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Hernia. 2015 Oct;19(5):725-33. doi: 10.1007/s10029-015-1358-5. Epub 2015 Mar 10.

Current practices of laparoscopic inguinal hernia repair: a population-based analysis.

Author information

1
Steinberg-Bernstein Centre for Minimally Invasive Surgery and Innovation, McGill University Health Centre, McGill University, 1650 Cedar Avenue, Montreal, QC, H3G 1A4, Canada.
2
Department of Gastroenterological Surgery II, Hokkaido University Graduate School of Medicine, Sapporo, Japan.
3
Steinberg-Bernstein Centre for Minimally Invasive Surgery and Innovation, McGill University Health Centre, McGill University, 1650 Cedar Avenue, Montreal, QC, H3G 1A4, Canada. melina.vassiliou@mcgill.ca.

Abstract

PURPOSE:

The selection of a laparoscopic approach for inguinal hernias varies among surgeons. It is unclear what is being done in actual practice. The purpose of this study was to report practice patterns for treatment of inguinal hernias among Quebec surgeons, and to identify factors that may be associated with the choice of operative approach.

METHODS:

We studied a population-based cohort of patients who underwent an inguinal hernia repair between 2007 and 2011 in Quebec, Canada. A generalized linear model was used to identify predictors associated with the selection of a laparoscopic approach.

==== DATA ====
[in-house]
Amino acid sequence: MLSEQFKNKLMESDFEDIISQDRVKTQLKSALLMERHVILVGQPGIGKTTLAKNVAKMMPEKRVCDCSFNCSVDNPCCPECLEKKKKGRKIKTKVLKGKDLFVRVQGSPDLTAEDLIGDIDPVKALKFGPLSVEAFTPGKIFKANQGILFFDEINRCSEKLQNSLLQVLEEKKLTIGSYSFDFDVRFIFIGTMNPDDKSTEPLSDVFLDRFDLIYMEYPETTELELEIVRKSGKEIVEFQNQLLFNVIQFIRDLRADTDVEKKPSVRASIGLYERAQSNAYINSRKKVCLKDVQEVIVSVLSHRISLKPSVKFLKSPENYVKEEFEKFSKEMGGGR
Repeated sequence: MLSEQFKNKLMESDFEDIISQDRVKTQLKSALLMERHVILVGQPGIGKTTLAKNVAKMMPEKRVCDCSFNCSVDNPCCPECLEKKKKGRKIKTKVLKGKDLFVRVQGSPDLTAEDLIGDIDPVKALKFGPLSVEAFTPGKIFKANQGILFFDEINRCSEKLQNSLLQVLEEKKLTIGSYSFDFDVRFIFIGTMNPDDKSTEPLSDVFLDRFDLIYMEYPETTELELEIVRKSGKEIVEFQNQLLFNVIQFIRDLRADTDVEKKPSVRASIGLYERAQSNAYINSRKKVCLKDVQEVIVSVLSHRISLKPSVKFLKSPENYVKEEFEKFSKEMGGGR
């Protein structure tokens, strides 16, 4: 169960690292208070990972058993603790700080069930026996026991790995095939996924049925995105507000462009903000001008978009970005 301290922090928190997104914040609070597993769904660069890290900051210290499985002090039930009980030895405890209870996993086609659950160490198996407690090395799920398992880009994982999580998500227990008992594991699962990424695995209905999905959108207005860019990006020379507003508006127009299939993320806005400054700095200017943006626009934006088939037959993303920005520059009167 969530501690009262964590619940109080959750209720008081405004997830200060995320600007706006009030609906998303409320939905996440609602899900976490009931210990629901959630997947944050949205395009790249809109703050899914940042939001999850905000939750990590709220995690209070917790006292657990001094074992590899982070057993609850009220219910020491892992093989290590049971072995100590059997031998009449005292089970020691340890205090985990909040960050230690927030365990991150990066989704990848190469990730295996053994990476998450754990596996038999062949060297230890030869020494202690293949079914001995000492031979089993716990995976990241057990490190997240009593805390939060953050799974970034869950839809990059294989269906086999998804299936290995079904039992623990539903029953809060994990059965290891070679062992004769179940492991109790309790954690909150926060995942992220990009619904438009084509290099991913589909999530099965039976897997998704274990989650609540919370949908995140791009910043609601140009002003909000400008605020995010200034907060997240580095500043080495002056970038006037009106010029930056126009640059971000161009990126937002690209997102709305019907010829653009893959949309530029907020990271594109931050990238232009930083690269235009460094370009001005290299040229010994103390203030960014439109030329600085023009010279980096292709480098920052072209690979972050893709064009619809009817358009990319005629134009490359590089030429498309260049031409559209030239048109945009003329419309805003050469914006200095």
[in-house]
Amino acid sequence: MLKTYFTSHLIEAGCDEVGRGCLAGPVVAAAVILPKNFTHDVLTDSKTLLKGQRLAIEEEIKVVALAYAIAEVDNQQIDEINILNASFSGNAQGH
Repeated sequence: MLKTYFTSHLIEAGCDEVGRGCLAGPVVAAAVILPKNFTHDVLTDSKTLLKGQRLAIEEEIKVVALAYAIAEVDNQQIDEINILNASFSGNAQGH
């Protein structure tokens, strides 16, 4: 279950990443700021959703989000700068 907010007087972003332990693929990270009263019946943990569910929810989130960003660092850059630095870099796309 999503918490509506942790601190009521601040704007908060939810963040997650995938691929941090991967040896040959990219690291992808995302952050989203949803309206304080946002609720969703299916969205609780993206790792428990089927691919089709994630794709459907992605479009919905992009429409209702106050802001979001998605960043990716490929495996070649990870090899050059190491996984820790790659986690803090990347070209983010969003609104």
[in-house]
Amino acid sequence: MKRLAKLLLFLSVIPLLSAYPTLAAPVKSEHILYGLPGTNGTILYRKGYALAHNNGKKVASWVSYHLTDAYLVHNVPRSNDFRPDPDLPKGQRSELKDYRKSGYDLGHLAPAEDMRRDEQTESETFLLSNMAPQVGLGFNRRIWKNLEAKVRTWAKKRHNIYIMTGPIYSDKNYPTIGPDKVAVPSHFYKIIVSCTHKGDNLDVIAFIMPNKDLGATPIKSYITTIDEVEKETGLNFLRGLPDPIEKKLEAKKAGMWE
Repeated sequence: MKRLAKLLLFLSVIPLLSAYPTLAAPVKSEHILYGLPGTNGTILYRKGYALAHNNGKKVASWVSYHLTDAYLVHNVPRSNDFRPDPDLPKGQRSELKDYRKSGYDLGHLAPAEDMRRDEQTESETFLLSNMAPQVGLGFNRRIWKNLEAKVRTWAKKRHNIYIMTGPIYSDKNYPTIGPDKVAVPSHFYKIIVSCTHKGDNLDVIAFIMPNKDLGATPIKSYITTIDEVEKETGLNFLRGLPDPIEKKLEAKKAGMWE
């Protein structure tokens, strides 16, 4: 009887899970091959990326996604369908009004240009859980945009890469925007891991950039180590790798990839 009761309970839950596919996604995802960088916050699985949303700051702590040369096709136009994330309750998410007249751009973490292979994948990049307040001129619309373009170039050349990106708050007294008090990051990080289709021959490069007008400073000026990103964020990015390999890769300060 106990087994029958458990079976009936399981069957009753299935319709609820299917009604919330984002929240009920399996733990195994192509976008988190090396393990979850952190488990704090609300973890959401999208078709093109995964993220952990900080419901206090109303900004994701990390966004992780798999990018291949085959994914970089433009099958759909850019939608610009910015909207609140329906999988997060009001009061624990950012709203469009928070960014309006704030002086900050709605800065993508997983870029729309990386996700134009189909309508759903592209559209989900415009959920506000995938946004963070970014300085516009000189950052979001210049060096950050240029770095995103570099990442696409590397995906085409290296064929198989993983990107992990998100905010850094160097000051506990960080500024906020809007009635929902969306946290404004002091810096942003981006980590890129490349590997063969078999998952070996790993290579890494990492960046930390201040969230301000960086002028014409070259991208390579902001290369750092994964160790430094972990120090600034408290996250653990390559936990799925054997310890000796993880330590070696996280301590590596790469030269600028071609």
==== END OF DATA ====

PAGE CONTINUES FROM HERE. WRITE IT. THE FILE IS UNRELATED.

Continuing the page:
RESULTS:

49,657 inguinal hernias were repaired by 478 surgeons. Laparoscopic inguinal hernia repair (LIHR) was used in 8 % of all cases. LIHR was used to repair 28 % of bilateral hernias, 10 % of recurrent hernias, 6 % of unilateral hernias, and 4 % of incarcerated hernias. 268 (56 %) surgeons did not perform any laparoscopic repairs, and 11 (2 %) surgeons performed more than 100 repairs. These 11 surgeons performed 61 % of all laparoscopic cases. Patient factors significantly associated with having LIHR included younger age, fewer comorbidities, bilateral hernias, and recurrent hernias.

CONCLUSION:

An open approach is favored for all clinical scenarios, even for situations where published guidelines recommend a laparoscopic approach. Surgeons remain divided on the best technique for inguinal hernia repair: while more than half never perform LIHR, the small proportion who perform many use the technique for a large proportion of their cases. There appears to be a gap between the best practices put forth in guidelines and what surgeons are doing in actual practice. Identification of barriers to the broader uptake of LIHR may help inform the design of educational programs to train those who have the desire to offer this technique for certain cases, and have the volume to overcome the learning curve.

KEYWORDS:

Database; Inguinal hernia surgery; Laparoscopy; Utilization

PMID:
25754219
DOI:
10.1007/s10029-015-1358-5
[Indexed for MEDLINE]

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